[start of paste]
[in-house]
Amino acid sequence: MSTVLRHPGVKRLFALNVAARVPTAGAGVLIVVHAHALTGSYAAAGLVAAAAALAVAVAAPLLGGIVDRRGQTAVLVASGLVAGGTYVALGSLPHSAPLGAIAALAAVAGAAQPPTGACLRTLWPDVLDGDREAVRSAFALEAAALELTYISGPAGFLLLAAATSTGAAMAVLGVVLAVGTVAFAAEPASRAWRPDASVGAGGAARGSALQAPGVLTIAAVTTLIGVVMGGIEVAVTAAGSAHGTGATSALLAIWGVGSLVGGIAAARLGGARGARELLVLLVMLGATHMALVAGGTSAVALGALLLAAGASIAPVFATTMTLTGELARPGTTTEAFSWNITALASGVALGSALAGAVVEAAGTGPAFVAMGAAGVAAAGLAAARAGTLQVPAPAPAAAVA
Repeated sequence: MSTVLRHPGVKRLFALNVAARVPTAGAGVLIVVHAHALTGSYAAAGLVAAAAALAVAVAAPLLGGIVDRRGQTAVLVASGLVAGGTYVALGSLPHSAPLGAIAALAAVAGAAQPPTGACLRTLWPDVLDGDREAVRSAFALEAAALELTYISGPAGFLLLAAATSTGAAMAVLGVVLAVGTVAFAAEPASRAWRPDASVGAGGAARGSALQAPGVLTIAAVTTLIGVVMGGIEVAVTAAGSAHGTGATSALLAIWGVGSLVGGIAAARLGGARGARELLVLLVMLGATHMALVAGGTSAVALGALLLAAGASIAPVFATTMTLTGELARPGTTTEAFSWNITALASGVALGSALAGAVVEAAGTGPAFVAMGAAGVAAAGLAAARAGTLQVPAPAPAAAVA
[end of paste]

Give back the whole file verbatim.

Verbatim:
[in-house]
Amino acid sequence: MSTVLRHPGVKRLFALNVAARVPTAGAGVLIVVHAHALTGSYAAAGLVAAAAALAVAVAAPLLGGIVDRRGQTAVLVASGLVAGGTYVALGSLPHSAPLGAIAALAAVAGAAQPPTGACLRTLWPDVLDGDREAVRSAFALEAAALELTYISGPAGFLLLAAATSTGAAMAVLGVVLAVGTVAFAAEPASRAWRPDASVGAGGAARGSALQAPGVLTIAAVTTLIGVVMGGIEVAVTAAGSAHGTGATSALLAIWGVGSLVGGIAAARLGGARGARELLVLLVMLGATHMALVAGGTSAVALGALLLAAGASIAPVFATTMTLTGELARPGTTTEAFSWNITALASGVALGSALAGAVVEAAGTGPAFVAMGAAGVAAAGLAAARAGTLQVPAPAPAAAVA
Repeated sequence: MSTVLRHPGVKRLFALNVAARVPTAGAGVLIVVHAHALTGSYAAAGLVAAAAALAVAVAAPLLGGIVDRRGQTAVLVASGLVAGGTYVALGSLPHSAPLGAIAALAAVAGAAQPPTGACLRTLWPDVLDGDREAVRSAFALEAAALELTYISGPAGFLLLAAATSTGAAMAVLGVVLAVGTVAFAAEPASRAWRPDASVGAGGAARGSALQAPGVLTIAAVTTLIGVVMGGIEVAVTAAGSAHGTGATSALLAIWGVGSLVGGIAAARLGGARGARELLVLLVMLGATHMALVAGGTSAVALGALLLAAGASIAPVFATTMTLTGELARPGTTTEAFSWNITALASGVALGSALAGAVVEAAGTGPAFVAMGAAGVAAAGLAAARAGTLQVPAPAPAAAVA